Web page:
What are traditional Moroccan colours?
With its vibrant shades, intricate patterns and distinctive colours, Moroccan styling is always on-trend. Moroccan furnishings feature eye-catching designs that are a great way to liven up everything from minimalist spaces to eclectic styles, relaxed outdoor settings and more.
But which colours are essential for Moroccan styling, and how should you add them to your home?
In this blog, we’ll explore the six main traditional Moroccan colours and their distinct cultural meanings over time. Read on!
Why is colour important in Moroccan styling?
One of the main ways to incorporate Moroccan styling into your space is by mimicking its vibrant, distinctive colour palette. Colour is used to express various emotions and cultural meanings in Morocco — for instance, Morocco’s unique flag is made up of two primary colours, green and red, which carry deep cultural connotations in the region.
Moroccan colours evoke images of exotic spices, vibrant personalities and natural, lived-in textures — which is the perfect way to make any room stand out. Because of its emphasis on rich, upbeat shades, most colours in Morocco have positive meanings rather than negative ones.
Keep reading for our full breakdown of traditional Moroccan colours and their meanings.
Blue is one of the most popular colours in Moroccan styling and is often used to break up the warm, vibrant shades of yellow and red that dominate Moroccan rugs, furniture and accessories. In Moroccan culture, blue is an important colour that ties into the region's beautiful oceans.
- Peace of mind
We recommend blue if you want to add mosaic designs to your space, such as tables, tablecloths or rugs. Decor and furnishing that emphasise the colour blue typically combine dark and light shades of blue with bold splashes of white, black and even a vibrant hint of pink or orange to create an exciting yet soothing feeling.
Green is an important colour in Morocco and is prominently featured on the country’s flag. Green carries positive connotations of peace and wisdom and can be incorporated into a number of different furnishings to liven up your space.
Like most traditional Moroccan colours, green is frequently combined with contrasting colours like yellow, off-white and black, as seen above with our stylish Aperto rug. Green furnishings are good for adding an upbeat, natural feeling to indoor settings — plus, they perfectly complement your indoor plants!
Like green, red is a powerful colour in Morocco because of its placement on the Moroccan flag. Red is also seen as symbolic of the bravery, courage and determination of Prophet Muhammed and his followers, giving it an important cultural meaning in the region.
In Western cultures, red is seen as a confrontational colour and is generally used sparingly to avoid overwhelming a space. Moroccan reds are typically lighter and less saturated than the crimsons and deep reds used in the West. This gives them a softer (but still attention-grabbing) look that complements any creams, tans and warm whites in your space.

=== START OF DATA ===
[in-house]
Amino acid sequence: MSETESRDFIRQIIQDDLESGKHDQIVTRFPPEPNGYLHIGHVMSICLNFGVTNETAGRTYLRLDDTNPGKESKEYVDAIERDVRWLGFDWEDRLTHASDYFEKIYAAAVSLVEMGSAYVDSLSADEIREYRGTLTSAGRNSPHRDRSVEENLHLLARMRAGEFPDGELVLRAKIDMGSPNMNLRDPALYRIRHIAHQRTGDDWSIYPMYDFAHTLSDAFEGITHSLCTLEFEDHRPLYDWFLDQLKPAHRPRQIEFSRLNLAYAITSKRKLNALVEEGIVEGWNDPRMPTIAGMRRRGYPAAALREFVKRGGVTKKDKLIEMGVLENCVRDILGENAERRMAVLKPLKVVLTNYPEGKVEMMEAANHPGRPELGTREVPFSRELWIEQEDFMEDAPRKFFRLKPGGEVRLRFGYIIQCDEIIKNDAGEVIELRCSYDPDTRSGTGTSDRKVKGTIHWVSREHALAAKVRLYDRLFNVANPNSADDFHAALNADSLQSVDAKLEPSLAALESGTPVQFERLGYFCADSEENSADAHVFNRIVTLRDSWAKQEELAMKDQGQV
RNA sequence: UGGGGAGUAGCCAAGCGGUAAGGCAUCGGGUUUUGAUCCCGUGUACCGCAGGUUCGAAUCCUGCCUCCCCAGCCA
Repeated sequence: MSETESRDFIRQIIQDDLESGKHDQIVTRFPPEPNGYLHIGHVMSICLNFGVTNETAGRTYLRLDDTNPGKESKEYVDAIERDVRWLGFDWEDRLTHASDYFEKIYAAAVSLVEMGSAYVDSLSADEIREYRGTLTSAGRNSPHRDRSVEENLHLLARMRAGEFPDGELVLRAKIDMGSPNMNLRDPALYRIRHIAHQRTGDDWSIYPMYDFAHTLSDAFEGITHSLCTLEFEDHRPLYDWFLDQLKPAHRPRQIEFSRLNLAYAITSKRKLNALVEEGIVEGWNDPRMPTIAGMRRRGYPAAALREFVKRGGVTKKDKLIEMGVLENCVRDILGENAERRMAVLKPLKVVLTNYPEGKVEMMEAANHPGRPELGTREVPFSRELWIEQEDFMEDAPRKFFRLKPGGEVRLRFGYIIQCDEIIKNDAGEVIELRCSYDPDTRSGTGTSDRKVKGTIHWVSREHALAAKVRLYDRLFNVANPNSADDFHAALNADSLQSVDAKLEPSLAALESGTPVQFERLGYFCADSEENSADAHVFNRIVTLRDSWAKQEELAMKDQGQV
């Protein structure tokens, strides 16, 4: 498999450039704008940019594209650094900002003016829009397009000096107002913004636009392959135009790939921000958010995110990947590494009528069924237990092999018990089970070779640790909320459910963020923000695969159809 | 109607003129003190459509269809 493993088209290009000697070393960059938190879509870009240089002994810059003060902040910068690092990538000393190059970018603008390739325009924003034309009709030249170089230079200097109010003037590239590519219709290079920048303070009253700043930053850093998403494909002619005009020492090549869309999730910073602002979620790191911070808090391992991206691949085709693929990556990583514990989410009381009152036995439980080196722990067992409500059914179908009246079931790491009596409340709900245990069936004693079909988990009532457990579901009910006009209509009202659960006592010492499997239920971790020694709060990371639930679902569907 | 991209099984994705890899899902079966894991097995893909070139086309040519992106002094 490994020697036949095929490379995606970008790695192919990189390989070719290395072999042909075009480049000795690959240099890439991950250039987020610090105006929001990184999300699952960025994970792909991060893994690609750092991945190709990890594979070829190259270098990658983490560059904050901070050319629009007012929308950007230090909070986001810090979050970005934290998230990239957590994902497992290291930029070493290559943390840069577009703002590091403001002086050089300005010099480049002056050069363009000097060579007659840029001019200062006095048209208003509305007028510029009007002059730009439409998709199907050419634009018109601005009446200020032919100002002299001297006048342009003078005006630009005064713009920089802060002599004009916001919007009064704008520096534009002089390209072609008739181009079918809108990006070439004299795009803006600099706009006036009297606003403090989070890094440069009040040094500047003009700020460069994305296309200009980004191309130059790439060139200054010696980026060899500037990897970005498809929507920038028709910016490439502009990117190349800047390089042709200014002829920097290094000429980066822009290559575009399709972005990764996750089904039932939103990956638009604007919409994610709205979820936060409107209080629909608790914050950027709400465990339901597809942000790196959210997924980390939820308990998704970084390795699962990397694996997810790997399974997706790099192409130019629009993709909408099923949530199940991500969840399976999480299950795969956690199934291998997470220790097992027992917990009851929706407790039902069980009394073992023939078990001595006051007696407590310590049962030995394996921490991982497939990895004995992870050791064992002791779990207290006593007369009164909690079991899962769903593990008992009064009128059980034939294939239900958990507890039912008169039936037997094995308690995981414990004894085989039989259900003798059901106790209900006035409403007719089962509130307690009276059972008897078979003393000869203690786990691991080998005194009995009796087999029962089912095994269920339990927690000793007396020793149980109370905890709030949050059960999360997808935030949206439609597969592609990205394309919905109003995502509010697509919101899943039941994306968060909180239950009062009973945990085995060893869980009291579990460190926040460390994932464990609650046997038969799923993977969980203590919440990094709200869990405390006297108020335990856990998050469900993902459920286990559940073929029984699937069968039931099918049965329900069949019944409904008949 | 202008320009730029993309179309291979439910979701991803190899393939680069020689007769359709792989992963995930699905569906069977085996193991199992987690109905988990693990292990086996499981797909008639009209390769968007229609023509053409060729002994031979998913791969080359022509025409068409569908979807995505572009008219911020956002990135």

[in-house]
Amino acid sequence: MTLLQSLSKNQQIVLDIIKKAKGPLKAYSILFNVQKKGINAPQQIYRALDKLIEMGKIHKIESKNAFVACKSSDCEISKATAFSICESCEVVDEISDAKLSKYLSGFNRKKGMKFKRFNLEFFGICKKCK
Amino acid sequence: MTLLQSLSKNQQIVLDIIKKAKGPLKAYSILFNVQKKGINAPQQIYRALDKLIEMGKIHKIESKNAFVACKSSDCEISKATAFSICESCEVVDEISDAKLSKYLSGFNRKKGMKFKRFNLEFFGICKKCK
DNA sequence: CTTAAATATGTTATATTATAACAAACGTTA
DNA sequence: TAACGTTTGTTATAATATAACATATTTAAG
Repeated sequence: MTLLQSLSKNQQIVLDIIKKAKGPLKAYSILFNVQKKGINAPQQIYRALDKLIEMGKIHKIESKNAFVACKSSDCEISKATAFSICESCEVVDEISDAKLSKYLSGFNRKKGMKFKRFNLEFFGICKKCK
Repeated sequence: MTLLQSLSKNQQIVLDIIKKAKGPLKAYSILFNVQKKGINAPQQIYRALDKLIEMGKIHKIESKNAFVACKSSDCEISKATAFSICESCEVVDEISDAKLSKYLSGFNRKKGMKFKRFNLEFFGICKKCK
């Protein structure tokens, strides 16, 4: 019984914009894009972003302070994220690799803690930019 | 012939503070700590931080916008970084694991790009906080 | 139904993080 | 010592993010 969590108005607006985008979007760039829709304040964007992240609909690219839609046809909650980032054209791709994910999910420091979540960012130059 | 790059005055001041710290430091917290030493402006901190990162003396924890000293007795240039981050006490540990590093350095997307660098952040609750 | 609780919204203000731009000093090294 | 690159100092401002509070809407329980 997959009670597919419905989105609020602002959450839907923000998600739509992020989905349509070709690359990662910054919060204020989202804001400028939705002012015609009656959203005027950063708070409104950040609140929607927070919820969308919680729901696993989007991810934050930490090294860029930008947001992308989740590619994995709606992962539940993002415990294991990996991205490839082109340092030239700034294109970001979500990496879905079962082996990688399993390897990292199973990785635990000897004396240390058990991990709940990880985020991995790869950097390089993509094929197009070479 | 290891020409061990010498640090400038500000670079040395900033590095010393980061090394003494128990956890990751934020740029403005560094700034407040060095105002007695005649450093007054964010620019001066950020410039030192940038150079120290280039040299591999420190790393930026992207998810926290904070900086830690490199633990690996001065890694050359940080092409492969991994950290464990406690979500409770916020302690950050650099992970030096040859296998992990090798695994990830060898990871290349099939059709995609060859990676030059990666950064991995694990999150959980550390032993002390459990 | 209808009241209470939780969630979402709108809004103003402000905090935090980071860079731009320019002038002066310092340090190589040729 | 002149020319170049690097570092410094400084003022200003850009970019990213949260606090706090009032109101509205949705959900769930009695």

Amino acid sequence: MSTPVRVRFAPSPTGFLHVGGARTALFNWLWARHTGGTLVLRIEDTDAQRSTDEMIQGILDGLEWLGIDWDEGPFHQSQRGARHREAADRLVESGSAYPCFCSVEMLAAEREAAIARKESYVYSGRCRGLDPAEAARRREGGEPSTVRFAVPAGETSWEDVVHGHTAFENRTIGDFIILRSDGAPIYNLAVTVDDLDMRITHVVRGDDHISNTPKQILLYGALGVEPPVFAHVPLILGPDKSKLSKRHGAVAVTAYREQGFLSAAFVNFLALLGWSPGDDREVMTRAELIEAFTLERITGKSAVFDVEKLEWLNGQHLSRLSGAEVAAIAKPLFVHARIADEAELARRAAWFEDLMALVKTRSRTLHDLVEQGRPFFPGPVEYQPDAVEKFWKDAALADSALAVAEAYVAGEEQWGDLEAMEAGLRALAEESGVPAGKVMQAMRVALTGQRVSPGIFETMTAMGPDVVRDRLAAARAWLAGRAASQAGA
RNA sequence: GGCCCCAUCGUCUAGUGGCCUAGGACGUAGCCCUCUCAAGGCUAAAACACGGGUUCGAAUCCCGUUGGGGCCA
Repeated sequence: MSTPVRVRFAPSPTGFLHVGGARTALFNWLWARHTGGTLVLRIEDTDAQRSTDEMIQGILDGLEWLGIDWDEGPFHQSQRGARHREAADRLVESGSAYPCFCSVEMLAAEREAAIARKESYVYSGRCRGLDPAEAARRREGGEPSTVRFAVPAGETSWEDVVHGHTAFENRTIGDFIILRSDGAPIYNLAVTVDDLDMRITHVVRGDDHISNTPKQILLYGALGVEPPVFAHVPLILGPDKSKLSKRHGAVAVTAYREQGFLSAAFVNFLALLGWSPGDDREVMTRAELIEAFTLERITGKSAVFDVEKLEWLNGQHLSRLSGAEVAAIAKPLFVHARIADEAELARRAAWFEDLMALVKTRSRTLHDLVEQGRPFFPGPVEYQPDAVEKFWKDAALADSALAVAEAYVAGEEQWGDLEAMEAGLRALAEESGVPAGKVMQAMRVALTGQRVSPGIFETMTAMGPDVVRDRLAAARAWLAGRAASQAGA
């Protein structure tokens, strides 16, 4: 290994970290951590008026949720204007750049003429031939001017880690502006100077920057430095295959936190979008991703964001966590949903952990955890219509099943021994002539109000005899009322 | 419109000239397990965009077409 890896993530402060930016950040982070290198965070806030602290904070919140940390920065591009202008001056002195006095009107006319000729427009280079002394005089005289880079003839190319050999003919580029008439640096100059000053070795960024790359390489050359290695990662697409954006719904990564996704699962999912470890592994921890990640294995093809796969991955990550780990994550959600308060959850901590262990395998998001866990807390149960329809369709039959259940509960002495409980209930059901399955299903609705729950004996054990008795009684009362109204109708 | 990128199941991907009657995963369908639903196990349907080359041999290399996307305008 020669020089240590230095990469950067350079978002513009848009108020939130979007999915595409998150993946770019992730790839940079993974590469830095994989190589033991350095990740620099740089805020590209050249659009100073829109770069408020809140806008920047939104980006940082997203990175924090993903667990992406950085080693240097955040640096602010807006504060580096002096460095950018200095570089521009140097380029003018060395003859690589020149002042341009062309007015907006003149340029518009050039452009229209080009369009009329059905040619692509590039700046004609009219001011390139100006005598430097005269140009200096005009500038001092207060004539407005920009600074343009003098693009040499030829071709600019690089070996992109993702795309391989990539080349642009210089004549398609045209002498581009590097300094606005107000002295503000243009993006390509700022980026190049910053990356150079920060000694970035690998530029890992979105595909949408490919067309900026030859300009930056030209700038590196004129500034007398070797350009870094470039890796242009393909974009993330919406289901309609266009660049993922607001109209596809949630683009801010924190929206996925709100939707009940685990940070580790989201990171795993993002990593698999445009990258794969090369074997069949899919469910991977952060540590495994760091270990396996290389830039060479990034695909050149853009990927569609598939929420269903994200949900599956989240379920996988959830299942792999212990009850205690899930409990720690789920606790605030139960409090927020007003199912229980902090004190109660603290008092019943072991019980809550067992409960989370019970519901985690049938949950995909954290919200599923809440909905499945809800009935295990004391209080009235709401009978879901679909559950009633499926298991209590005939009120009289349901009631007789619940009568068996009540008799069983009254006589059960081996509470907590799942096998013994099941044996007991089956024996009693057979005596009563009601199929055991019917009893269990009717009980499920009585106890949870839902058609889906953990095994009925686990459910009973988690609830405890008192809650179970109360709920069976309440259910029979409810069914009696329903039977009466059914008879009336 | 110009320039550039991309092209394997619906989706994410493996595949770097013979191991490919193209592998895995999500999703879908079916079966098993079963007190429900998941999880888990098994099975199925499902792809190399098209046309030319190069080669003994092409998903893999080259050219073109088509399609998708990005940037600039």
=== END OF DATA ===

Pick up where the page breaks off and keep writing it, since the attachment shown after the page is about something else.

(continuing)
Yellow evokes Morocco's rolling sand dunes and beautiful, intense sunsets. Moroccan styling uses deep, rich shades of yellow closer to ochre, gold or orange. Westerners associate Moroccan yellows with the delicious spices and flavours of the region, giving the colour and exotic feel that is perfect for livening up your space or adding some extra flair to a patterned design.
- The passage of time
While yellow is traditionally a vibrant, upbeat shade, yellow is a sombre colour in Moroccan culture that carries associations with the passing of time, finality and closure. This gives yellow a soothing, comforting feel that is used throughout most types of Moroccan furnishings.
Moroccan styling focuses on vibrant colours like blue, yellow and red, so white isn’t typically seen as one of the central traditional Moroccan colours. However, this versatile shade is a vital addition to the Moroccan colour palette and carries a rich history in the region.
- Inner or outer light
White is traditionally worn by Moroccans during celebrations and mourning ceremonies according to the teachings of the Prophet Muhammed, who instructed both the living and the dead to be shrouded in white during these times.
White can be used in Moroccan styling to create stunning, distinctive pieces like the Havana Moroccan rug featured above. However, white is mainly used to break up busy, vibrant patterns to stop them from overpowering the space.
Similar to Western cultures, black is viewed as a mature, dignified colour in Morocco and carries connotations of age and masculinity in the region. Much like white, black is generally overlooked as a traditional Moroccan colour but is an important addition to vibrant furnishings with busy patterns like Moroccan rugs.
While black is used sparingly alongside more vibrant colours, solid black rugs like our Ciro Moroccan Rug are a huge hit with Western decors. The calm, dignified charcoal black combines a soft grey pattern to create a restrained but distinct look, perfect for minimalist and contemporary decors.
Liven up your home with our range of rugs featuring traditional Moroccan colours!
Whether you’re looking for fun eclectic styling, chic Bohemian decor or adding a splash of colour to your minimalist home, traditional Moroccan colours are a great way to tie your space together.
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